In June 1996, Sun Microsystems' Java was at the all-time peak of hype.
"A Java-free world wide web is static says the marketing hype," Information Age trumpeted at the time. "It's like turning the pages of a brochure.
"Java makes the Web twist and shout with interactive multimedia and other applications that can only be guessed at."
Exactly 16 years later, some of those other applications for Java became clear: a whopping 50 percent of exploits in 2012 saw cybercriminals take advantage of Java security holes.
Many of these exploits were 0day (zero day) – that is, unpatched at the time they were exploited by malicious operators.
Thus the programming language once described as "too darn hot" and "one of the industry's most hyped arrivals" became a software pariah that computer experts urged should be purged from machines worldwide.
Destroying Java's competitive advantage
The 'Father of Java', Dr James Gosling, made his way to Australia in early 1996 to spread the good word on his new web programming language.
He was "slightly bemused" at the attention it had already received – having a programming language splashed across mainstream publications like Newsweek and Time wasn't normal then, and still isn't.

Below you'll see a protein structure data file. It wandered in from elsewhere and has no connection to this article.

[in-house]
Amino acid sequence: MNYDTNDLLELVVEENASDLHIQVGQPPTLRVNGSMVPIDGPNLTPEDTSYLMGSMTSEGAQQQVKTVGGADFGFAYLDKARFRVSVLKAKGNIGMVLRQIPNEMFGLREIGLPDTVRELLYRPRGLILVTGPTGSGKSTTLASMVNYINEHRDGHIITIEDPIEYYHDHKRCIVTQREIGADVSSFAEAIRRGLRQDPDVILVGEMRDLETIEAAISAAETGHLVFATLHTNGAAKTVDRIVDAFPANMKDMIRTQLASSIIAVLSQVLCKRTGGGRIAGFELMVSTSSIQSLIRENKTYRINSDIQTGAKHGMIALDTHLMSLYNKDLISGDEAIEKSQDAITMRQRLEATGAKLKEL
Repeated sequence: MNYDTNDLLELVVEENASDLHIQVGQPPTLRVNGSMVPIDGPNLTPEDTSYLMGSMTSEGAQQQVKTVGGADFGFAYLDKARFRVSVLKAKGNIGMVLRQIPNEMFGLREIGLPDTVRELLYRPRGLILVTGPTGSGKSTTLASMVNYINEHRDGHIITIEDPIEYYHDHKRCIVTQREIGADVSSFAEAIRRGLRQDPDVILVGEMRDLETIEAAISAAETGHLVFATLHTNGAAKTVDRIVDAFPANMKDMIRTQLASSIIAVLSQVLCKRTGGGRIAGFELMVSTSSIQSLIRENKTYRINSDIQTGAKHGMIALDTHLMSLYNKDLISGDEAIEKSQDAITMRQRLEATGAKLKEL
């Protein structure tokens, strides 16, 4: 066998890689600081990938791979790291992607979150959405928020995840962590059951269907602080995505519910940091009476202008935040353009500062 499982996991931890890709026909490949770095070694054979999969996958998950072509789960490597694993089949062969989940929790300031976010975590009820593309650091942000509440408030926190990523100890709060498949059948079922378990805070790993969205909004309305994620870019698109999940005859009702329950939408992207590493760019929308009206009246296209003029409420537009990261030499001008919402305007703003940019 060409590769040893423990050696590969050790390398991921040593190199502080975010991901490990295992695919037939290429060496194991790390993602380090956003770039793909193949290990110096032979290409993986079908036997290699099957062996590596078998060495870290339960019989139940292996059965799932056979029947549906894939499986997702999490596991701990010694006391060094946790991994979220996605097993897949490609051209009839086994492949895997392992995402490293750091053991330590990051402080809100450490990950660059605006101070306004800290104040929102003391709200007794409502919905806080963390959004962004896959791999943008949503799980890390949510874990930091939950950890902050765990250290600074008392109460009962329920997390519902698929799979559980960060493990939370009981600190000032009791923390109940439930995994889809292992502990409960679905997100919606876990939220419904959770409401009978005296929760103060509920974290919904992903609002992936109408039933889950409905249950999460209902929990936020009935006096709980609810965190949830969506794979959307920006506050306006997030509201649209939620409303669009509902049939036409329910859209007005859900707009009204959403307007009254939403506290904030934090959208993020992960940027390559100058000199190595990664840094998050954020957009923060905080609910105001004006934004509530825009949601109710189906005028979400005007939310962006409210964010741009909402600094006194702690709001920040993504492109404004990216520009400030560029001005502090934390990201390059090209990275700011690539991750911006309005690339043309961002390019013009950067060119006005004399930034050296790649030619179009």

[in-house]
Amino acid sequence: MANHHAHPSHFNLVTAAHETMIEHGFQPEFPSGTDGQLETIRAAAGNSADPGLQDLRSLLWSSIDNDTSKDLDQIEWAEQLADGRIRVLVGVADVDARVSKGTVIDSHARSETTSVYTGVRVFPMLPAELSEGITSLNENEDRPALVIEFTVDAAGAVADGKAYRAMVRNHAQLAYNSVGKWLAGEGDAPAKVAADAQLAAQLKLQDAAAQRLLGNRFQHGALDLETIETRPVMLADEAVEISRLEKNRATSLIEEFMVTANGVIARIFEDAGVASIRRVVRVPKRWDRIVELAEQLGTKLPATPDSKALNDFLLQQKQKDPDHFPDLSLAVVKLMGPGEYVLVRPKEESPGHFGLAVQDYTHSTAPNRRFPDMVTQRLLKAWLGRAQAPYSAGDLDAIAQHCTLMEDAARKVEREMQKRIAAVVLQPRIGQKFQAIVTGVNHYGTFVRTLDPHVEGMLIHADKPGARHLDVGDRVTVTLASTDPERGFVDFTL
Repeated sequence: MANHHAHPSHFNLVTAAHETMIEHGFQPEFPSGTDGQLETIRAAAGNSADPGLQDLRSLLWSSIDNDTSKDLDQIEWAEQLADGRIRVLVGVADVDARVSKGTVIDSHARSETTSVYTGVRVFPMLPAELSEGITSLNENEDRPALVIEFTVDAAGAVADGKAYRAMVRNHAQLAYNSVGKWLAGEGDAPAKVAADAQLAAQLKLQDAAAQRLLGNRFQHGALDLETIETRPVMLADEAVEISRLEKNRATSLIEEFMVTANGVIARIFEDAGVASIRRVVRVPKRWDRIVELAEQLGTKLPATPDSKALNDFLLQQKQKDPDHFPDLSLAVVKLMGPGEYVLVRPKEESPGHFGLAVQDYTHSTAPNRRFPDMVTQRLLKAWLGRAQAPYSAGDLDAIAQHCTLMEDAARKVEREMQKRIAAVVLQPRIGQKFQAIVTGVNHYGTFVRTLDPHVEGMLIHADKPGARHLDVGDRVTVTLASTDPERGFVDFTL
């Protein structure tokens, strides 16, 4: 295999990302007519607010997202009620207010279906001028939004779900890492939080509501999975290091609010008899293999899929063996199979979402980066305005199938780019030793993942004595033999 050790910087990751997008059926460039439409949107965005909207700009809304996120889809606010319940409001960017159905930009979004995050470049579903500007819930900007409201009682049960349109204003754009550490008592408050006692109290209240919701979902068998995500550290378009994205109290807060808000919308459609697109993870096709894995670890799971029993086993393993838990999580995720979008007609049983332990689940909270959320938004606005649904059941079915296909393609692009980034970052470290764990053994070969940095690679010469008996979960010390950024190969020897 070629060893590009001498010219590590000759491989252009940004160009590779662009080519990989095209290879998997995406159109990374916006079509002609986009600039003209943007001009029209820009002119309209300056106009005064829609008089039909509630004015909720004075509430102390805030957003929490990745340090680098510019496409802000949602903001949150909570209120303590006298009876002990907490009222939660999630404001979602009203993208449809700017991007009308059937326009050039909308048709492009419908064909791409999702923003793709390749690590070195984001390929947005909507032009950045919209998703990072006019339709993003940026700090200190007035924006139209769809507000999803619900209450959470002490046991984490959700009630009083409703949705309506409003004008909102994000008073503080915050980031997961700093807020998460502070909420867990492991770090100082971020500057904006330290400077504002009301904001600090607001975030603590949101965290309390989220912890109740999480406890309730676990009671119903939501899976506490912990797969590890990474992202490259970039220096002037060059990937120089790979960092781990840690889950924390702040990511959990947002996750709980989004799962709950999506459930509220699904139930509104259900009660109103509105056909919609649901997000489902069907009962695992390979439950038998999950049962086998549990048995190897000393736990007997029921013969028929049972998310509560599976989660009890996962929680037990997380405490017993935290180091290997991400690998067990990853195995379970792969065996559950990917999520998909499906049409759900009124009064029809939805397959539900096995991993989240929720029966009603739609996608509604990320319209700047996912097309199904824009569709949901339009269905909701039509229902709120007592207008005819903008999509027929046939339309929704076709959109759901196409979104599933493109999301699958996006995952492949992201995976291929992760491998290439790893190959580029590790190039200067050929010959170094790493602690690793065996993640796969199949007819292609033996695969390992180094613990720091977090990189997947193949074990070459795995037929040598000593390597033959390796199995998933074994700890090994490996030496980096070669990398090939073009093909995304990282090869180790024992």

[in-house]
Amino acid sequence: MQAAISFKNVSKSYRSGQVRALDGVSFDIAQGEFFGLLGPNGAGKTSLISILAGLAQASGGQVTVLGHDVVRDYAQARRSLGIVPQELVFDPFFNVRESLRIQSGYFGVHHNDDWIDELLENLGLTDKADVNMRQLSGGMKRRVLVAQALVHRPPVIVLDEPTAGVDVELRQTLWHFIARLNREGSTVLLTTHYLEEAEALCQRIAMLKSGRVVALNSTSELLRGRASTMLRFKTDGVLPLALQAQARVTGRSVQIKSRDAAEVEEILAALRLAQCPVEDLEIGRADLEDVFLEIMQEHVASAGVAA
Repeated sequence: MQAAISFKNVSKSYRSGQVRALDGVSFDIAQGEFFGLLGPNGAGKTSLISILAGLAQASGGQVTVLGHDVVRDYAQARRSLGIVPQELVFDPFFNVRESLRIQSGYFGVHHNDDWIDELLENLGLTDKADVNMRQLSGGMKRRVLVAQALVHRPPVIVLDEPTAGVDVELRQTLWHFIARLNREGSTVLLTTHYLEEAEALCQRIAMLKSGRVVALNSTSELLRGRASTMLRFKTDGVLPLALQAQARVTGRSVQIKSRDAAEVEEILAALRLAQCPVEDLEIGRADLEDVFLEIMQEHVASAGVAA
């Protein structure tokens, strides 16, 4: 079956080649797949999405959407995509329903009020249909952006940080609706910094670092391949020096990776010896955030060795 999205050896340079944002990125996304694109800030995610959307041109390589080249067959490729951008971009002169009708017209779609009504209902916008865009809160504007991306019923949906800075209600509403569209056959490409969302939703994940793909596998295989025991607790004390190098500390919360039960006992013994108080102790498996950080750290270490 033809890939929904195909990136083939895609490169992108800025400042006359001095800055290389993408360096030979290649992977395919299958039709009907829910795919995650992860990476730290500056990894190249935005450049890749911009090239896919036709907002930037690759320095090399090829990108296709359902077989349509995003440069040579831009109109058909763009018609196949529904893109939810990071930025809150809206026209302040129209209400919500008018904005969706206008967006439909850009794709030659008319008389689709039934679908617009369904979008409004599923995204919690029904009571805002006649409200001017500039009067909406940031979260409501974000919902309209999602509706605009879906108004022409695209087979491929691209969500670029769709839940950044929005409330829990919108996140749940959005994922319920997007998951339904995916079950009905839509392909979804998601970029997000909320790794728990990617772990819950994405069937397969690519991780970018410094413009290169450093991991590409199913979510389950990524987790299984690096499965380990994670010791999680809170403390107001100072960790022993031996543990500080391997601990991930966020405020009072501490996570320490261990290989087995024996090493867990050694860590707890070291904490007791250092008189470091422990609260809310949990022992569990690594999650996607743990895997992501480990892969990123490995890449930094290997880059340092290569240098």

Sitting in Sydney's Park Hyatt, Gosling happily posed with coffee in hand, a fairly unsubtle (and clichéd) mimicry of the famous coffee cup Java logo.
When the conversation turned to security, Gosling was only too keen to note that Java had its bases covered.
"Gosling says security is the number one issue and Java has a competitive advantage," the article boasted.
"So far no one has broken into an application built using Java," Gosling chimed in, claiming one of the reasons for this was "really good relations with essential parts of the (former) KGB" who Sun tapped for cryptographic skills.
However, the article did note that "Java's judgment day [was] some way off."
"Gosling is first to admit current hype is just the beginning. The real test will come when Java developed applications flow through the Net onto our desktops."
And Java was tested in a big way by cybercriminals.
Kaspersky Lab said that while it "called 2011 the year of the vulnerability, 2012 can justifiably be described as the year of the Java vulnerability, with half of all detected exploit-based attacks targeting vulnerabilities in Oracle Java."
(By this stage, Sun had been acquired by Oracle, making Java maintenance Oracle's problem).
"Today, Java is installed on more than three billion devices running under various operating systems," Kaspersky continued.
"Therefore, cross-platform exploits can be created for certain Java vulnerabilities. During , we detected both broad-scale attacks using exploit kits, and targeted attacks using Java exploits that targeted both PCs and Mac computers."
Such exploits of Java have declined since then, but Java maintains an image problem.